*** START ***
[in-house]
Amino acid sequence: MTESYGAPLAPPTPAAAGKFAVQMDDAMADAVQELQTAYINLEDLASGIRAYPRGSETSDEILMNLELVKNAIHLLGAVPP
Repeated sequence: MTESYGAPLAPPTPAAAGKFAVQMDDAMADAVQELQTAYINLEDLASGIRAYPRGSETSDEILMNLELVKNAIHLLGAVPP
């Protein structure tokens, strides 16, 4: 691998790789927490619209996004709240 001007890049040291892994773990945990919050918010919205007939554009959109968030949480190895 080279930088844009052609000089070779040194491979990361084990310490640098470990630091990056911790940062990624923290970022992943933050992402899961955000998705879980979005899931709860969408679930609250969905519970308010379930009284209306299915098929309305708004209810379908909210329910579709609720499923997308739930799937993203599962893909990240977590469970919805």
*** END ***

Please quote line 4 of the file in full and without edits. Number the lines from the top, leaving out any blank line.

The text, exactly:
């Protein structure tokens, strides 16, 4: 691998790789927490619209996004709240 001007890049040291892994773990945990919050918010919205007939554009959109968030949480190895 080279930088844009052609000089070779040194491979990361084990310490640098470990630091990056911790940062990624923290970022992943933050992402899961955000998705879980979005899931709860969408679930609250969905519970308010379930009284209306299915098929309305708004209810379908909210329910579709609720499923997308739930799937993203599962893909990240977590469970919805």